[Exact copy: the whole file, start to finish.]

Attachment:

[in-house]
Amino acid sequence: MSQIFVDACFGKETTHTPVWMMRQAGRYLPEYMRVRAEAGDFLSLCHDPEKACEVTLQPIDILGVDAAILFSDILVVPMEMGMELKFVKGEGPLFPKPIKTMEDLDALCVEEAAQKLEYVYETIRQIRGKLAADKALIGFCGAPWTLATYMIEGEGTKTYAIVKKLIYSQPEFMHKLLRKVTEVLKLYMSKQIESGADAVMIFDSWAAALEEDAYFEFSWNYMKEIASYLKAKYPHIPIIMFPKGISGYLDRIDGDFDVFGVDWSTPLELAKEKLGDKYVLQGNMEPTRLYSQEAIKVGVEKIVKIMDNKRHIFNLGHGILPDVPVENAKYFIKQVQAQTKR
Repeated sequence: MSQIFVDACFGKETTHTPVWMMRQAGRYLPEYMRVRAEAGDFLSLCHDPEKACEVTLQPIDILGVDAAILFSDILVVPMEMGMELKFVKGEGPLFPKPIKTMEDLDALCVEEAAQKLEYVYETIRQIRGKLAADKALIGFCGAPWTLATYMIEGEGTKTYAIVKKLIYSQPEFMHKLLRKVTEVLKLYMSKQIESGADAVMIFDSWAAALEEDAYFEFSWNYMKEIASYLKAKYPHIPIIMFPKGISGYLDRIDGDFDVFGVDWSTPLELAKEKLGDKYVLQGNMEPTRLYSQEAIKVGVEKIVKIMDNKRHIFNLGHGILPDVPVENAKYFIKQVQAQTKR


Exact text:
[in-house]
Amino acid sequence: MSQIFVDACFGKETTHTPVWMMRQAGRYLPEYMRVRAEAGDFLSLCHDPEKACEVTLQPIDILGVDAAILFSDILVVPMEMGMELKFVKGEGPLFPKPIKTMEDLDALCVEEAAQKLEYVYETIRQIRGKLAADKALIGFCGAPWTLATYMIEGEGTKTYAIVKKLIYSQPEFMHKLLRKVTEVLKLYMSKQIESGADAVMIFDSWAAALEEDAYFEFSWNYMKEIASYLKAKYPHIPIIMFPKGISGYLDRIDGDFDVFGVDWSTPLELAKEKLGDKYVLQGNMEPTRLYSQEAIKVGVEKIVKIMDNKRHIFNLGHGILPDVPVENAKYFIKQVQAQTKR
Repeated sequence: MSQIFVDACFGKETTHTPVWMMRQAGRYLPEYMRVRAEAGDFLSLCHDPEKACEVTLQPIDILGVDAAILFSDILVVPMEMGMELKFVKGEGPLFPKPIKTMEDLDALCVEEAAQKLEYVYETIRQIRGKLAADKALIGFCGAPWTLATYMIEGEGTKTYAIVKKLIYSQPEFMHKLLRKVTEVLKLYMSKQIESGADAVMIFDSWAAALEEDAYFEFSWNYMKEIASYLKAKYPHIPIIMFPKGISGYLDRIDGDFDVFGVDWSTPLELAKEKLGDKYVLQGNMEPTRLYSQEAIKVGVEKIVKIMDNKRHIFNLGHGILPDVPVENAKYFIKQVQAQTKR